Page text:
Function Repository Resource:

# FirstOrderCorrelation

Compute the first order correlation matrix from an original correlation matrix

Contributed by: Seth J. Chandler
 ResourceFunction["FirstOrderCorrelation"][m] computes the first order correlation matrix of a matrix m.

## Details and Options

The matrix must be invertible.
The matrix should be symmetric and positive definite in order for the results to be useful.
Setting the option "ConditionsCheck" to True will warn if the matrix can not be confirmed to be symmetric and positive definite.

## Examples

### Basic Examples (2)

Compute the first order correlation of a rational 3×3 matrix:

 In:= Out= Compute the first order correlation of a symbolic symmetric 2×2 matrix:

 In:= Out= ### Scope (1)

FirstOrderCorrelation works on large matrices: In:= Out= ### Options (2)

#### ConditionsCheck (2)

Unless the "ConditionsCheck" option is set to True, FirstOrderCorrelation will evaluate and provide no warning even if the matrix is not symmetric:

 In:= Out=   Out= Setting "ConditionsCheck" to True also issues a warning if the matrix is not unambiguously positive definite and if it is not unambiguously positive semi-definite:   Out= ### Applications (2)

Find the value of an element in a 3×3 zero-order correlation matrix that will set to 0 the corresponding element in the first order correlation matrix:

 In:= Out= Find the element in a 4×4 zero-order correlation matrix that will set to 0 the corresponding element in the first order correlation matrix:

 In:= Out= ### Properties and Relations (1)

The first order correlation matrix of the first order correlation matrix is the same as the original matrix:

 In:= Out= ### Possible Issues (1)

The function will fail and throw a message if the matrix is singular:  Out= ### Neat Examples (5)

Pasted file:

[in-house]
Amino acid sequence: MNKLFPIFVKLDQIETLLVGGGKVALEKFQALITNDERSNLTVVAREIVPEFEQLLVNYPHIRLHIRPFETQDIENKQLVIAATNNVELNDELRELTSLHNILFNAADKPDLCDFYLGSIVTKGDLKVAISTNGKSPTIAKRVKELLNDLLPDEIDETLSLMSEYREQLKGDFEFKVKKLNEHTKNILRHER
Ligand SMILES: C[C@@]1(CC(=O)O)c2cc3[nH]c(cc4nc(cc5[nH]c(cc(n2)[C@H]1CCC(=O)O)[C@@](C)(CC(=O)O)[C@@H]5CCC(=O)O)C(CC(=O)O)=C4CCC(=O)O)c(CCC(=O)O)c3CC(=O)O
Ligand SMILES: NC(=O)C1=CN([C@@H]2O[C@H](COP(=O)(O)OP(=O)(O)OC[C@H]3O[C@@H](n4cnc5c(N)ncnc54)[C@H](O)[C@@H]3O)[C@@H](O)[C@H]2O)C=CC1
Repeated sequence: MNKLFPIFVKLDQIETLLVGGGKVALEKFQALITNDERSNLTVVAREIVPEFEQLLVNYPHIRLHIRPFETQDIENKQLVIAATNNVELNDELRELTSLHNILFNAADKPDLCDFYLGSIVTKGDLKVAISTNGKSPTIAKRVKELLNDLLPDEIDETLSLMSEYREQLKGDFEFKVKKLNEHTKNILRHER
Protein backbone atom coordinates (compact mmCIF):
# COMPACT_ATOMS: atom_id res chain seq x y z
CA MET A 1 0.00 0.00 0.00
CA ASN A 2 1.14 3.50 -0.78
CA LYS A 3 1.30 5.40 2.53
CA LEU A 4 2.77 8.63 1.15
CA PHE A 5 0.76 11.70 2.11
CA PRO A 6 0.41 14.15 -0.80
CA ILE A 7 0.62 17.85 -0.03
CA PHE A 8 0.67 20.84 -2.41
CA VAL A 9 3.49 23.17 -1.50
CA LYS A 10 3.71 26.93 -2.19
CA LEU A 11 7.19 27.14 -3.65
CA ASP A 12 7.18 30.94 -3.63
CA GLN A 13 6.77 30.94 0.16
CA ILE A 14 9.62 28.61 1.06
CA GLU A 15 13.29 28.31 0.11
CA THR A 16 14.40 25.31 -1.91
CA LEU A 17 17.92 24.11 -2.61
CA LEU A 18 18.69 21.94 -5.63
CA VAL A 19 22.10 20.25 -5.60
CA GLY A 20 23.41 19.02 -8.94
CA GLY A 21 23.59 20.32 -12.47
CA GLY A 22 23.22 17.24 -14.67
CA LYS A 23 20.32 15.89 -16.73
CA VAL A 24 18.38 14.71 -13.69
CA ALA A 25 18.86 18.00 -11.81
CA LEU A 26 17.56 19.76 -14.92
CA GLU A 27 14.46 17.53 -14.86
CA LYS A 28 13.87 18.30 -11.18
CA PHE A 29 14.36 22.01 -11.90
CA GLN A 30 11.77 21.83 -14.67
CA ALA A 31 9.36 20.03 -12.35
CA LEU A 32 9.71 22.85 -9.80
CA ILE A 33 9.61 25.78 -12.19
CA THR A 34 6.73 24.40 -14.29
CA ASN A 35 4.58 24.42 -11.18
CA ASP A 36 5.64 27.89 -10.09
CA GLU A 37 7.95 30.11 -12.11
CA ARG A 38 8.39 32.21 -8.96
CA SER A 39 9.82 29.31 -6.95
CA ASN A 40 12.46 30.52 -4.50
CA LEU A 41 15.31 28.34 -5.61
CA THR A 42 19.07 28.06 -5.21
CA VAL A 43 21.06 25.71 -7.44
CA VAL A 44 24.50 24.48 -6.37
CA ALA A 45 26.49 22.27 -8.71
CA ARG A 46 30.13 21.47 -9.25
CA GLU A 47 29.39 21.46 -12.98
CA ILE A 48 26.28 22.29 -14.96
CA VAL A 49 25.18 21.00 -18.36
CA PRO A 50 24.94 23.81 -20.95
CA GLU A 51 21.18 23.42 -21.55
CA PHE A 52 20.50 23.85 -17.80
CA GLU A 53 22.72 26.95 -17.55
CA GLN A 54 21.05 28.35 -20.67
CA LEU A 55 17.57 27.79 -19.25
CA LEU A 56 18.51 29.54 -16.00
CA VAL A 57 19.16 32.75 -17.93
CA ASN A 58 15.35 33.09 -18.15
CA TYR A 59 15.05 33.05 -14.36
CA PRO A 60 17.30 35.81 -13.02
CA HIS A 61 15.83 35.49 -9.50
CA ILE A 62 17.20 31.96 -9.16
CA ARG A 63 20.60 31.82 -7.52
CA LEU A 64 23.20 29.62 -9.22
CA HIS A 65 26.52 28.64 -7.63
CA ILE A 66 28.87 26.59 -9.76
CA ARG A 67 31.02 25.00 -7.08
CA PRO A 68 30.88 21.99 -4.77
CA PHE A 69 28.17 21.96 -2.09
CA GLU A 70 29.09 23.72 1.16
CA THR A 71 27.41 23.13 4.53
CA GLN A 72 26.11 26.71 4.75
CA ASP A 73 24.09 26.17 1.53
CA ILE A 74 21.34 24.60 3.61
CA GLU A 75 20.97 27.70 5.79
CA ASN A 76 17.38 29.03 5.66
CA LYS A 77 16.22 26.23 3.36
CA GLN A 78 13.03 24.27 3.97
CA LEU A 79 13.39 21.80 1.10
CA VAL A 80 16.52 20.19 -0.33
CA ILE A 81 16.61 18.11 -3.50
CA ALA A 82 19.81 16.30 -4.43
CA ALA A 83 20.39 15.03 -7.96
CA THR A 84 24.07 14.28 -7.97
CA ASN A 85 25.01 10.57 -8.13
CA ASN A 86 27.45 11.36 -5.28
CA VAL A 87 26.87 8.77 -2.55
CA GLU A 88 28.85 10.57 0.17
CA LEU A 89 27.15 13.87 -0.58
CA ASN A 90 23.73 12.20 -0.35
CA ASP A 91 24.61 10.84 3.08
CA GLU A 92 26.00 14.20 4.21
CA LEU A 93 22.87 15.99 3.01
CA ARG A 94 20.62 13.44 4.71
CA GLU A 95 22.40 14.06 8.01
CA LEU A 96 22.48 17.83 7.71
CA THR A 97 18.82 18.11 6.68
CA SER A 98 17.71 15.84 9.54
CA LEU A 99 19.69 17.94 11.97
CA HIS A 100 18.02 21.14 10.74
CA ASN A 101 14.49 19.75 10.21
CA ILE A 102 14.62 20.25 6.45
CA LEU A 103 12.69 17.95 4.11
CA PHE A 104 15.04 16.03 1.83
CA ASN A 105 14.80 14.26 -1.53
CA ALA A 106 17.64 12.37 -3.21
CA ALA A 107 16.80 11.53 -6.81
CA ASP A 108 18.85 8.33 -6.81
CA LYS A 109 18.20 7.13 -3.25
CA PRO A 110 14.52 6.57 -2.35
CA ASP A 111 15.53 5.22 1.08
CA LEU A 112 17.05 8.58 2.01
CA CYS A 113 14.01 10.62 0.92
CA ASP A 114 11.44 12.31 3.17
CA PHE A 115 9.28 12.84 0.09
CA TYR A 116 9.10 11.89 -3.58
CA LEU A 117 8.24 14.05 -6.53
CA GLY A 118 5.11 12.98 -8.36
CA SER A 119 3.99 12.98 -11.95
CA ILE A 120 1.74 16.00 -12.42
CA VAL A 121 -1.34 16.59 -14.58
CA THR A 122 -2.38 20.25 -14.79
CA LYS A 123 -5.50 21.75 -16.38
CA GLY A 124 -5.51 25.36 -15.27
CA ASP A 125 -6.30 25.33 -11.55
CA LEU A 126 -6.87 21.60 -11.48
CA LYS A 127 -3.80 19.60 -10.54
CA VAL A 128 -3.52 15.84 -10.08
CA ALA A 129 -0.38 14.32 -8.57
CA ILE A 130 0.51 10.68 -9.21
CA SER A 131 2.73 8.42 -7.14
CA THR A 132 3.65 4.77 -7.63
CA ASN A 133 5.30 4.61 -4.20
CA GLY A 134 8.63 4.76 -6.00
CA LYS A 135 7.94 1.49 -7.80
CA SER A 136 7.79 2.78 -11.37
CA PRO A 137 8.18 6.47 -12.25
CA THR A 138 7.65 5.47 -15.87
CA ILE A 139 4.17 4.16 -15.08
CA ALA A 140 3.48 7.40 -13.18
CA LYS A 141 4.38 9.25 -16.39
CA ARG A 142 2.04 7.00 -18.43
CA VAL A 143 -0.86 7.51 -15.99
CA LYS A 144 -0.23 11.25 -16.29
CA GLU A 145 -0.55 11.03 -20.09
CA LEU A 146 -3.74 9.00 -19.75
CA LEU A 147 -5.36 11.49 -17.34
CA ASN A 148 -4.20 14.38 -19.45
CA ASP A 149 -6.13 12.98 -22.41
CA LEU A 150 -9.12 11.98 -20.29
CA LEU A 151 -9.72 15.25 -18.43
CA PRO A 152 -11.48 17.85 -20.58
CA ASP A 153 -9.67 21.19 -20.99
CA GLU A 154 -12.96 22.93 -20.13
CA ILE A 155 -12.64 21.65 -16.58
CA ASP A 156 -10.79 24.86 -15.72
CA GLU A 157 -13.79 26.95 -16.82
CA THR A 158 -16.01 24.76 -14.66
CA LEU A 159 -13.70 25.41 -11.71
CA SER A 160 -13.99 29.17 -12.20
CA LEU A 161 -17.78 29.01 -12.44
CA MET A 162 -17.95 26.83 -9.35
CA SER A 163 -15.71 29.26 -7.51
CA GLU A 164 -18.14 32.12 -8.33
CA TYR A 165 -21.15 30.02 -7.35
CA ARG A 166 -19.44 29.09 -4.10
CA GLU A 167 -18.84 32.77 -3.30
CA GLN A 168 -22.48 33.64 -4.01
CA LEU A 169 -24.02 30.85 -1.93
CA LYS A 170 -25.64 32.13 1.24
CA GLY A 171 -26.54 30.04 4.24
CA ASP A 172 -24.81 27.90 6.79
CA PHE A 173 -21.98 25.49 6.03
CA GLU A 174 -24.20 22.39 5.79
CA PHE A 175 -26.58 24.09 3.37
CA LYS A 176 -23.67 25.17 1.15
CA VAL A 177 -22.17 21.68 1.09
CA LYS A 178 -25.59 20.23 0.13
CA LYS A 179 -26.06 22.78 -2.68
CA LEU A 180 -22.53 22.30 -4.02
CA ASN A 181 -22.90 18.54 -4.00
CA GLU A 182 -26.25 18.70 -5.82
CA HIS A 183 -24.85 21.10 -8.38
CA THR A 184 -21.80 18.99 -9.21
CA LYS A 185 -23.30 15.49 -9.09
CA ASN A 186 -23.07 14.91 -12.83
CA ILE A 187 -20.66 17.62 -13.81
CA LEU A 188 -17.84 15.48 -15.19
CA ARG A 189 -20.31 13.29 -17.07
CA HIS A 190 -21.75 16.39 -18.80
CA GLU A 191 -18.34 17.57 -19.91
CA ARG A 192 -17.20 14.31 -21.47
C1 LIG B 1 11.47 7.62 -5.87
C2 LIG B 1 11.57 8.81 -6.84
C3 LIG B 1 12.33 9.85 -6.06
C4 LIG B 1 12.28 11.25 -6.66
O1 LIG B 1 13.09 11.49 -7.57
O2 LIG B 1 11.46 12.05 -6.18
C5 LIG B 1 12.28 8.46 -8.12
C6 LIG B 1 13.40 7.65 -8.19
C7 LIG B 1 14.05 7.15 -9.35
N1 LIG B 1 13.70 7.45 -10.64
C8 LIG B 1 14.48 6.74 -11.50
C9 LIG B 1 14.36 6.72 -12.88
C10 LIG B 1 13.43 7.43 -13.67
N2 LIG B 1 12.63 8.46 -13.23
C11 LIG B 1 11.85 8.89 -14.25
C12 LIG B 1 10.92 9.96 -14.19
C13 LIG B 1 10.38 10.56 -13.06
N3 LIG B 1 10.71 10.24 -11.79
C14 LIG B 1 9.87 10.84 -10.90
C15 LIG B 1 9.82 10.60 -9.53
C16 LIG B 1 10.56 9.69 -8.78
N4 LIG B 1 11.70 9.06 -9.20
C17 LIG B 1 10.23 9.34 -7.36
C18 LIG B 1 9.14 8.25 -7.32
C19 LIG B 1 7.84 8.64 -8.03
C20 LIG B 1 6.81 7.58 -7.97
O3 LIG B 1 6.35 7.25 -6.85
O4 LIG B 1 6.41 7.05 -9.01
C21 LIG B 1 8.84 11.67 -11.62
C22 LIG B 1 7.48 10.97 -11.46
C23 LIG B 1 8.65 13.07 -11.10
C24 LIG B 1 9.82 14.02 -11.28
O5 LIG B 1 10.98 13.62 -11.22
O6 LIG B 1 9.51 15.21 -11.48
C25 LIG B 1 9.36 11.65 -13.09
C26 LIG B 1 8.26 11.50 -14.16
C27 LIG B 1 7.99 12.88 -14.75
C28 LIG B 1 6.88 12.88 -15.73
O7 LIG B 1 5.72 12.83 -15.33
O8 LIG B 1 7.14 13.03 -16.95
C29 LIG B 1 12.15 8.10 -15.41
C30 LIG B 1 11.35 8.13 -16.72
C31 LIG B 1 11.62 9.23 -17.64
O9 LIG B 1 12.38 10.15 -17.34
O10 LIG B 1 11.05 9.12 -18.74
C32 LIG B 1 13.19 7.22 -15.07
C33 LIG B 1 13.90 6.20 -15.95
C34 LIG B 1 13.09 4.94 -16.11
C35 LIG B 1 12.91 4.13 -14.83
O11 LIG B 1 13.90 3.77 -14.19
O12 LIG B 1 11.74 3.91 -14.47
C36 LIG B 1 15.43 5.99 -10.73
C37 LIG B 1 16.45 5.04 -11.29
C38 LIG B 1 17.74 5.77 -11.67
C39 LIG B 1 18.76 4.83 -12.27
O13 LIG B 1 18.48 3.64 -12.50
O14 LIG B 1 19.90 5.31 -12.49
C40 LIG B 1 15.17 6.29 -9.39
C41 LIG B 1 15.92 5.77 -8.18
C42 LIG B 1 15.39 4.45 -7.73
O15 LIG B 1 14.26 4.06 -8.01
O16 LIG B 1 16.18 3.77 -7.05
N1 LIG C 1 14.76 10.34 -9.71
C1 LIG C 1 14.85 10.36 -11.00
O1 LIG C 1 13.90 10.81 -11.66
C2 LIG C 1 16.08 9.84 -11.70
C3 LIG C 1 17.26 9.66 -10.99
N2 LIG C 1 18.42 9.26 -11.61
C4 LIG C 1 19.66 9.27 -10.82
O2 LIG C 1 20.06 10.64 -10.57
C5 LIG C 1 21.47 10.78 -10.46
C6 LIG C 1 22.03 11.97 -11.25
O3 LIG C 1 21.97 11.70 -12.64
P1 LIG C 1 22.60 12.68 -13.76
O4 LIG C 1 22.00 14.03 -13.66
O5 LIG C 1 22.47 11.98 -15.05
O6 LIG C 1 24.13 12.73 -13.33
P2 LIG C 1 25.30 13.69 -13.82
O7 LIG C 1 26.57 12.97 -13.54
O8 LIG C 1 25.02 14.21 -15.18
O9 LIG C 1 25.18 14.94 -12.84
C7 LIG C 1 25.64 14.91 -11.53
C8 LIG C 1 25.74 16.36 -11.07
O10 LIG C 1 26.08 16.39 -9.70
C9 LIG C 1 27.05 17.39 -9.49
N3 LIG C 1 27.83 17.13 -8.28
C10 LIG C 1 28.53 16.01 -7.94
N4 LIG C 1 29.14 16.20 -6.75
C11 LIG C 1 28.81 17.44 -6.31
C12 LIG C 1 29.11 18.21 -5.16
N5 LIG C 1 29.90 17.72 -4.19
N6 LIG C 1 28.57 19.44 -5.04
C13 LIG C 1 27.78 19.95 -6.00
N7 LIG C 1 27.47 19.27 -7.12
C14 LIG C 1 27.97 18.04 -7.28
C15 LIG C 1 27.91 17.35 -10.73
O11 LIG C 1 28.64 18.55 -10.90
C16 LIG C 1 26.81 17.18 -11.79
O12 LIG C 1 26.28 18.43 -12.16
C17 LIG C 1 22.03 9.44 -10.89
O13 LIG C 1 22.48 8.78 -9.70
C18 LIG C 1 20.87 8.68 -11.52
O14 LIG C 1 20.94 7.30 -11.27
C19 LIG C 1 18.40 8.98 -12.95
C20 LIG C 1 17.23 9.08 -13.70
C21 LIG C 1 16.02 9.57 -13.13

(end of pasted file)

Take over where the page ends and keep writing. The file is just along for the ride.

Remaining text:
Compare the false positive rates and true positive rates among "minority" and "majority" populations when classifying a population where the first variable is correlated with the second, the first variable is correlated with the third, but, after the first variable is taken into account, the second variable is uncorrelated with the third.

Take a first order correlation matrix and compute the zero-order correlation matrix:

 In:= Out= In:= Out= Use the zero-order correlation matrix as the covariance matrix of a multinormal copula and use that to produce 1000 instances of training data and 1000 instances of test data: Classify uses AutoML to figure out how to best classify the data; ClassifierMeasurements uses the trained classifier and the test data to compute various performance statistics:

 In:= Out= Select picks out minority members from the test data set; the same performance statistics are generated:

 In:= Out= Select picks out majority members from the test data set; the same performance statistics are generated:

 In:= Out= Although there is no intentional "discrimination," and while the accuracy of the classifier is roughly the same for both groups, the false positive rates and true positive rates are higher for the majority than the minority.

Seth J. Chandler

## Version History

• 1.0.0 – 29 March 2021